ESP32 - new microcontroller could be used for video?

A friend who is really into custom LED controllers recommended this SoC recently, can do 200 fps LED control. He said it should be capable of 1080p video. Curious if anyone has looked into it for video synth projects?

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While the ESP32 is a quite powerful microcontroller, 1080p video would be pushing it past it’s capabilities. There are some EE youtubers who have been experimenting with it for video purposes, notably Bitluni, usually for making things like basic game consoles. Their arduino projects are open source so you should try it out!

Here’s his video on using it to generate composite video:

He’s also done a few projects with using the ESP32 to output VGA video at different resolutions, framerates, and color depths:

The biggest challenges for 1080p video are RAM and clock speed, the 2MB of RAM on the ESP32 isn’t big enough to hold an entire from of 1080p video in full color (~6MB at 8 bits per color channel), and the 240 MHz clock speed isn’t fast enough to keep up with the ~148.5 MHz pixel clock of 1080p @ 60 Hz.

Just because it can’t do 1080p doesn’t mean that it isn’t an interesting microcontroller for other kinds of video projects though!


I’ve played around with it a little bit, using other people’s code. The two most interesting projects I found were this:

and this:

The former is a pretty cool color(!) NES emulator with composite output and the latter is the video core from that emulator extracted to be more like an Arduino TVout kind of library.

I haven’t done a lot with the ESP32 composite libraries because while all of their composite outputs work fine on my main CRT and on a cheap LCD, I can’t get my LZX Cadet system to sync with any of them. I want to look into it again sometime, though… And I’d love to fiddle with the code and see if there’s a way to get the ESP32 to lock on to a sync signal itself.


at this point just use a raspberry pi honestly, why bother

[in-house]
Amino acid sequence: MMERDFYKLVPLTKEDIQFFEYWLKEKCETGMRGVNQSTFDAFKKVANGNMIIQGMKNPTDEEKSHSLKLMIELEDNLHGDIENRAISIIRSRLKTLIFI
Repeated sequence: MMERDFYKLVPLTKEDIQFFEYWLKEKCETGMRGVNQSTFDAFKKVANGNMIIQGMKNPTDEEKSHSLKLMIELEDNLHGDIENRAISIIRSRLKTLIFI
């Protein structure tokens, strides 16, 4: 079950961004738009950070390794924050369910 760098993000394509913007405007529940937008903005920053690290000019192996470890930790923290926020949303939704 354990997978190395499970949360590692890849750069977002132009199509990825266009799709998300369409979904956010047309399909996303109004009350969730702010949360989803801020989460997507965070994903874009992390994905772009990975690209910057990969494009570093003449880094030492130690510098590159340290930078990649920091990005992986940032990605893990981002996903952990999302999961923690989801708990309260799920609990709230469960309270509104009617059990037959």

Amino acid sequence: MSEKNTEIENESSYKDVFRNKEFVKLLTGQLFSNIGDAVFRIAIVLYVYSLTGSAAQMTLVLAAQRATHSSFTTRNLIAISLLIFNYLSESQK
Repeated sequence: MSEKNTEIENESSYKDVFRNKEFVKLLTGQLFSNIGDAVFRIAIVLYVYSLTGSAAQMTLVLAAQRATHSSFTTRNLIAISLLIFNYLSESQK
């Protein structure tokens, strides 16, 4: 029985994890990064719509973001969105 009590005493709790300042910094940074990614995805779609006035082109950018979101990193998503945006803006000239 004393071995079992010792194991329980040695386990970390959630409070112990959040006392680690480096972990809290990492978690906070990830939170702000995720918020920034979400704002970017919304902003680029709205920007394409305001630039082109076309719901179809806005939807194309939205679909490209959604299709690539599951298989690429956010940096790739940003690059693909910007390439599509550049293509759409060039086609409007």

ESP32 and Raspberry Pi are completely different devices for different purposes. For me personally, since my interest in them is how to integrate them into cool LZX-compatible eurorack modules, there are four main reasons not to use a Raspberry Pi:

  1. Raspberry Pi is more expensive.

  2. Raspberry Pi draws more current.

  3. Raspberry Pi is bigger.

  4. There’s no way to sync the Raspberry Pi’s video to another video signal. While I haven’t yet found a video generation library for the ESP32 that does this (or edited one myself to do so), it’s at least possible specifically because we have access to the video generation code. Raspberry Pi is a complete black box when it comes to video generation.

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Thanks for all the feedback everyone, cool to know this can be used for video projects at least in SD. Thanks @joem for breaking down the advantages over an rpi. :smiley: :v:

Following up that my friend actually meant one could use it to pixel map 1080 video to a led light system. Not sure about how, but someone here maybe into that. :wink:

Talking of capable ICs and Raspberry Pi, the RP2040 has a lot of unlocked potential.

Whilst only coretex M0+ it has been optimised for data throughput, has relatively large amount of RAM (not enough for a full RGB frame buffer though) and the PIO peripheral is so powerful. I have used it to generate LCD signals, moving onto video next!

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